Wait Times For Patients Who Need Gastroenterology Care Are Getting Longer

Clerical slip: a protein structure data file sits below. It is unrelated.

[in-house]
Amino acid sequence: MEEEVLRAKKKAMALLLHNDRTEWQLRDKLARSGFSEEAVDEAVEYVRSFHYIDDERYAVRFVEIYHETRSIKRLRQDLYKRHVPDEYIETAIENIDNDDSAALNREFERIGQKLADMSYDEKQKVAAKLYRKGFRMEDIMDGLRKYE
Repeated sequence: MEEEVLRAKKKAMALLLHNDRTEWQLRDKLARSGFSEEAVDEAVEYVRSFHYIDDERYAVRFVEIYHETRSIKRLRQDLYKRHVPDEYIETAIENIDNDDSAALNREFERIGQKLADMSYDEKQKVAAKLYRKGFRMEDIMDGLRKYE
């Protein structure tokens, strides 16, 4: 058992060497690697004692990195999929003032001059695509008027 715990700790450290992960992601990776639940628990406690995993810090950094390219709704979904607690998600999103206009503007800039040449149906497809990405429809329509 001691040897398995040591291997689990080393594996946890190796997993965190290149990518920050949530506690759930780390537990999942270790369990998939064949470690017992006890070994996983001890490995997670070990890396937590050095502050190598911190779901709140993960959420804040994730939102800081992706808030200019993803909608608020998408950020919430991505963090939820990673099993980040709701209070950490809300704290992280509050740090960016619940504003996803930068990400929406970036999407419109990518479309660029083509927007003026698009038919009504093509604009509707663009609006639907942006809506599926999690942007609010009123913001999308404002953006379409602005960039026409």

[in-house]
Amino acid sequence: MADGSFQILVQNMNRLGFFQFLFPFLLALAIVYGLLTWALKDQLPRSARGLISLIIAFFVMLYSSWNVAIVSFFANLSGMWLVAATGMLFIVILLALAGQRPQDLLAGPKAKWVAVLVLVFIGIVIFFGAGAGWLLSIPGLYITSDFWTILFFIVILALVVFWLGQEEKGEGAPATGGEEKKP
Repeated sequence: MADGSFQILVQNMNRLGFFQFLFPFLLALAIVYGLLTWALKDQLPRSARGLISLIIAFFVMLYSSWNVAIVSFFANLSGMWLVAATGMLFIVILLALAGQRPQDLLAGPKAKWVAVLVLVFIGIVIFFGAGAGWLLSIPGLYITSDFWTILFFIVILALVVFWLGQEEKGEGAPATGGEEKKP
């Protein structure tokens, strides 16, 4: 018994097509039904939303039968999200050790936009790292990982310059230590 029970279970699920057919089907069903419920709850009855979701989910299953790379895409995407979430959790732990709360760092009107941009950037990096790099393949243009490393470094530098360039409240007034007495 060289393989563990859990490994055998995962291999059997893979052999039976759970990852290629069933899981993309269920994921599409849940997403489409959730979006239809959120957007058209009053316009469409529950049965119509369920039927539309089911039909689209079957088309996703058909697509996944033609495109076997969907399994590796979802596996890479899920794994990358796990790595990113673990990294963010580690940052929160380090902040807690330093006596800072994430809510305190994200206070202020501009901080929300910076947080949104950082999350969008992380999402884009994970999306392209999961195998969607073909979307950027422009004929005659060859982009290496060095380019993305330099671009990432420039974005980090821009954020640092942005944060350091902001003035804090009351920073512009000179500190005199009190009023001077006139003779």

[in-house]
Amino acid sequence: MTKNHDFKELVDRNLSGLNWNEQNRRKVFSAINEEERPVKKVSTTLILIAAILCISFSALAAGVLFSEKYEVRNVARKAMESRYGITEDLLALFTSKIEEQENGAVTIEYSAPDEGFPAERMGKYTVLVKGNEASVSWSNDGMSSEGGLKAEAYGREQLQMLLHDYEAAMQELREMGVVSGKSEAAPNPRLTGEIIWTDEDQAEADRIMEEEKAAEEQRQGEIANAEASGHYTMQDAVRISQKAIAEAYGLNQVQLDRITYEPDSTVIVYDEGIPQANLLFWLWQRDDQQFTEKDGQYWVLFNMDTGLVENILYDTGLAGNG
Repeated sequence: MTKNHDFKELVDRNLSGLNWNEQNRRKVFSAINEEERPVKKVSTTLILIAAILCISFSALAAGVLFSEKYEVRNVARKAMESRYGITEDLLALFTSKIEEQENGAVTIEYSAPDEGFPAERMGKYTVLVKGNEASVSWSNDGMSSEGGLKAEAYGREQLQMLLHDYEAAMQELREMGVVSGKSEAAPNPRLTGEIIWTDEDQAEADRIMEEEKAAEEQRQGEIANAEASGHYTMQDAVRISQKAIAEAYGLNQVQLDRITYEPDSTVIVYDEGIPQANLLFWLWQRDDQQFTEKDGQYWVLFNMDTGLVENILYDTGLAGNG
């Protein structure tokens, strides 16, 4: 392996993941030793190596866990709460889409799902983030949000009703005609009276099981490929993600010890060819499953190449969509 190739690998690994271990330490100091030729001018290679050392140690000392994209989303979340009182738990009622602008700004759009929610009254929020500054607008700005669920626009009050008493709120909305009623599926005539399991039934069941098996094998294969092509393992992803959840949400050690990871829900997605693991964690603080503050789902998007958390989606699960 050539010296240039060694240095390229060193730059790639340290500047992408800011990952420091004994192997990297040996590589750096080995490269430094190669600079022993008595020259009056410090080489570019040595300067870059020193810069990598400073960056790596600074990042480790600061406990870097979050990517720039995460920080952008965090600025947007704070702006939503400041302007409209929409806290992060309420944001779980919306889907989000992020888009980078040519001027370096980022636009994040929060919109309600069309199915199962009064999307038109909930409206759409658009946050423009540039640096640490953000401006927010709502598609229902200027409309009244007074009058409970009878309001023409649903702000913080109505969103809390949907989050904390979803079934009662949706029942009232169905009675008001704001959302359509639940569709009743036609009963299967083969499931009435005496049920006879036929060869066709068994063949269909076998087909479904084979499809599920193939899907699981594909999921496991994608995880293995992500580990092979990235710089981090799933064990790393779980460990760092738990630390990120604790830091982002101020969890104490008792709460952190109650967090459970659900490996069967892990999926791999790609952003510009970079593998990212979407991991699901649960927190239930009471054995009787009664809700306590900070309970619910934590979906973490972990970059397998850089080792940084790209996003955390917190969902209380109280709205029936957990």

Data was gathered from nearly 200 participating gastroenterologists who submitted information on approximately 2,000 patient interactions within the health system. SAGE surveys were also conducted in 2005 and 2008 . Over a seven-year period, the trend in longer wait times is evident according to soon to be published 2012 SAGE data. “Our analysis shows that patient wait times are now 30 days longer than they were in 2005,” says CAG Dr. Desmond Leddin, Lead on the CAG SAGE program. “This is a disturbing trend, and one which indicates a need to pursue strategies to ensure patients receive the digestive care they need in a more timely manner.” As an example, the recent SAGE data shows that a patient with a high likelihood of severe Inflammatory Bowel Disease (IBD) can expect a total wait time of 126 days. Of these 126 days, patients wait on average 72 days for a consultation and 44 days for a diagnostic endoscopy. Given the target total wait time of 14 days for this disease category, these patients are waiting 16 weeks longer than the recommended wait time target. (See fact sheet ) “The gap between current wait times and the desired target is too wide and wait times are getting longer,” says Dr. Dan Sadowski, President of the CAG. “In human terms, what this means is that many patients live with pain and some are unable to work or attend school and can only do so with difficulty while waiting for consultation and treatment.” This year, the WTA report is shedding more light on the total wait time(i) Canadians can experience in receiving necessary medical care. Thanks to the total wait times data collected and provided by CAG, the WTA report is now more comprehensive than ever. “The CAG has been a source of robust information for our expanded focus on wait times”, says Dr. Chris Simpson, Chair, Wait Time Alliance. “Their data on total wait times for access to care, not just a portion of it, is extremely valuable to the WTA. It not only validates that total wait times are increasing, it contributes significant insight into the patient perspective on health care in Canada and reinforces the need for greater investments in timely access to care.” “With results over the last three surveys, we can plot trends in access to digestive care over a seven-year period,” says Dr.

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